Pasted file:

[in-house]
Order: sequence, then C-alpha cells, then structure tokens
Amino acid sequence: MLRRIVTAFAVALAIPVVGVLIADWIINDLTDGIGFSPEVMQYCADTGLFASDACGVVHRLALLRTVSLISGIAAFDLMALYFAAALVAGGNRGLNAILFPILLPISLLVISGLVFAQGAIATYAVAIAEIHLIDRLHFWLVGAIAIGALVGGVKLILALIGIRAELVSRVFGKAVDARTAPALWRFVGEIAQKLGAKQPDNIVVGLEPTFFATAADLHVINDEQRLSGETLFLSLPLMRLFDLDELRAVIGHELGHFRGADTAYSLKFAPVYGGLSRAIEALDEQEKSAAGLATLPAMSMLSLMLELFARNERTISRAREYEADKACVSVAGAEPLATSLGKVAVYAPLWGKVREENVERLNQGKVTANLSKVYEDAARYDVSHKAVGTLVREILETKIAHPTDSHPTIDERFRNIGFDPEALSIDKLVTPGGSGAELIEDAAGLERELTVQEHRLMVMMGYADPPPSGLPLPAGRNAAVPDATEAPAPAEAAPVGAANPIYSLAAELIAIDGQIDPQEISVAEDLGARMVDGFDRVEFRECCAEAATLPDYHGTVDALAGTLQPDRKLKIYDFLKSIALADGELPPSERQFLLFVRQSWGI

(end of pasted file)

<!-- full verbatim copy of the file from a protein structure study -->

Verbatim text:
[in-house]
Order: sequence, then C-alpha cells, then structure tokens
Amino acid sequence: MLRRIVTAFAVALAIPVVGVLIADWIINDLTDGIGFSPEVMQYCADTGLFASDACGVVHRLALLRTVSLISGIAAFDLMALYFAAALVAGGNRGLNAILFPILLPISLLVISGLVFAQGAIATYAVAIAEIHLIDRLHFWLVGAIAIGALVGGVKLILALIGIRAELVSRVFGKAVDARTAPALWRFVGEIAQKLGAKQPDNIVVGLEPTFFATAADLHVINDEQRLSGETLFLSLPLMRLFDLDELRAVIGHELGHFRGADTAYSLKFAPVYGGLSRAIEALDEQEKSAAGLATLPAMSMLSLMLELFARNERTISRAREYEADKACVSVAGAEPLATSLGKVAVYAPLWGKVREENVERLNQGKVTANLSKVYEDAARYDVSHKAVGTLVREILETKIAHPTDSHPTIDERFRNIGFDPEALSIDKLVTPGGSGAELIEDAAGLERELTVQEHRLMVMMGYADPPPSGLPLPAGRNAAVPDATEAPAPAEAAPVGAANPIYSLAAELIAIDGQIDPQEISVAEDLGARMVDGFDRVEFRECCAEAATLPDYHGTVDALAGTLQPDRKLKIYDFLKSIALADGELPPSERQFLLFVRQSWGI